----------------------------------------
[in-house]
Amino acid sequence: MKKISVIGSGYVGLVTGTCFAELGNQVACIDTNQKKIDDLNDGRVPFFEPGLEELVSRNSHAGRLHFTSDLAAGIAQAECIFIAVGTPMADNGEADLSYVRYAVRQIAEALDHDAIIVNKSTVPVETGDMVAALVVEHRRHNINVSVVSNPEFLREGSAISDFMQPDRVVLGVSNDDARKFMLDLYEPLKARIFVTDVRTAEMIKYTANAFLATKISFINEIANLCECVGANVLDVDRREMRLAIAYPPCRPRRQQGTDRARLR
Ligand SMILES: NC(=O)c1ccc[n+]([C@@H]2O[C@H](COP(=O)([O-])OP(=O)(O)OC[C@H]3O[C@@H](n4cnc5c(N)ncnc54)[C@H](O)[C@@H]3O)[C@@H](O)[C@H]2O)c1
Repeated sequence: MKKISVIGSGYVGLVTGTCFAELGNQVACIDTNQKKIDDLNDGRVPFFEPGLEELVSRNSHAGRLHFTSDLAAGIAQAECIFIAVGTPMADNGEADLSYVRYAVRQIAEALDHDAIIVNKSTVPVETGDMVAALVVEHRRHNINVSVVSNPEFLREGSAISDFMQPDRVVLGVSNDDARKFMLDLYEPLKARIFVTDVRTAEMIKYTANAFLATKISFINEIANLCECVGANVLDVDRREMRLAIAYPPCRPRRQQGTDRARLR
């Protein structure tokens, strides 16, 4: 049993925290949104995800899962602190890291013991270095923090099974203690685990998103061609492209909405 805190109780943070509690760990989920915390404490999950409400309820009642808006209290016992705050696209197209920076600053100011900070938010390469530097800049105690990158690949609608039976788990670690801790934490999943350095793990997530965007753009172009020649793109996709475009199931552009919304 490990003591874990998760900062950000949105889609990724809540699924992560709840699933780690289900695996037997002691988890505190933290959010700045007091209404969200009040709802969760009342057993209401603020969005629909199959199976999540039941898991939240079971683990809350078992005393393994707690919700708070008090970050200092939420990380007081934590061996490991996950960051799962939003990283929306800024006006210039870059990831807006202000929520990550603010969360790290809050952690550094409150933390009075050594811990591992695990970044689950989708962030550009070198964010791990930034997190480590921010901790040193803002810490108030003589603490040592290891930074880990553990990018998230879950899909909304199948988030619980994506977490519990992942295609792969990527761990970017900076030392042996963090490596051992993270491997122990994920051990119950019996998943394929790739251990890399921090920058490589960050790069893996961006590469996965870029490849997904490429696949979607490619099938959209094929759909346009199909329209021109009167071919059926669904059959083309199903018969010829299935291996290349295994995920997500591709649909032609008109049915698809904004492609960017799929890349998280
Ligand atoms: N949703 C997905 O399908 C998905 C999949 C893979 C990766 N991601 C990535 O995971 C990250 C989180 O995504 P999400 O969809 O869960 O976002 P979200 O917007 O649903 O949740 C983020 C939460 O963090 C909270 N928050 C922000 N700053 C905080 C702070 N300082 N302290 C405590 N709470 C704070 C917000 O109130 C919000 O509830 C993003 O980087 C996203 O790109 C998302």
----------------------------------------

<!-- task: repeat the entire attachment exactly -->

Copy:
[in-house]
Amino acid sequence: MKKISVIGSGYVGLVTGTCFAELGNQVACIDTNQKKIDDLNDGRVPFFEPGLEELVSRNSHAGRLHFTSDLAAGIAQAECIFIAVGTPMADNGEADLSYVRYAVRQIAEALDHDAIIVNKSTVPVETGDMVAALVVEHRRHNINVSVVSNPEFLREGSAISDFMQPDRVVLGVSNDDARKFMLDLYEPLKARIFVTDVRTAEMIKYTANAFLATKISFINEIANLCECVGANVLDVDRREMRLAIAYPPCRPRRQQGTDRARLR
Ligand SMILES: NC(=O)c1ccc[n+]([C@@H]2O[C@H](COP(=O)([O-])OP(=O)(O)OC[C@H]3O[C@@H](n4cnc5c(N)ncnc54)[C@H](O)[C@@H]3O)[C@@H](O)[C@H]2O)c1
Repeated sequence: MKKISVIGSGYVGLVTGTCFAELGNQVACIDTNQKKIDDLNDGRVPFFEPGLEELVSRNSHAGRLHFTSDLAAGIAQAECIFIAVGTPMADNGEADLSYVRYAVRQIAEALDHDAIIVNKSTVPVETGDMVAALVVEHRRHNINVSVVSNPEFLREGSAISDFMQPDRVVLGVSNDDARKFMLDLYEPLKARIFVTDVRTAEMIKYTANAFLATKISFINEIANLCECVGANVLDVDRREMRLAIAYPPCRPRRQQGTDRARLR
């Protein structure tokens, strides 16, 4: 049993925290949104995800899962602190890291013991270095923090099974203690685990998103061609492209909405 805190109780943070509690760990989920915390404490999950409400309820009642808006209290016992705050696209197209920076600053100011900070938010390469530097800049105690990158690949609608039976788990670690801790934490999943350095793990997530965007753009172009020649793109996709475009199931552009919304 490990003591874990998760900062950000949105889609990724809540699924992560709840699933780690289900695996037997002691988890505190933290959010700045007091209404969200009040709802969760009342057993209401603020969005629909199959199976999540039941898991939240079971683990809350078992005393393994707690919700708070008090970050200092939420990380007081934590061996490991996950960051799962939003990283929306800024006006210039870059990831807006202000929520990550603010969360790290809050952690550094409150933390009075050594811990591992695990970044689950989708962030550009070198964010791990930034997190480590921010901790040193803002810490108030003589603490040592290891930074880990553990990018998230879950899909909304199948988030619980994506977490519990992942295609792969990527761990970017900076030392042996963090490596051992993270491997122990994920051990119950019996998943394929790739251990890399921090920058490589960050790069893996961006590469996965870029490849997904490429696949979607490619099938959209094929759909346009199909329209021109009167071919059926669904059959083309199903018969010829299935291996290349295994995920997500591709649909032609008109049915698809904004492609960017799929890349998280
Ligand atoms: N949703 C997905 O399908 C998905 C999949 C893979 C990766 N991601 C990535 O995971 C990250 C989180 O995504 P999400 O969809 O869960 O976002 P979200 O917007 O649903 O949740 C983020 C939460 O963090 C909270 N928050 C922000 N700053 C905080 C702070 N300082 N302290 C405590 N709470 C704070 C917000 O109130 C919000 O509830 C993003 O980087 C996203 O790109 C998302």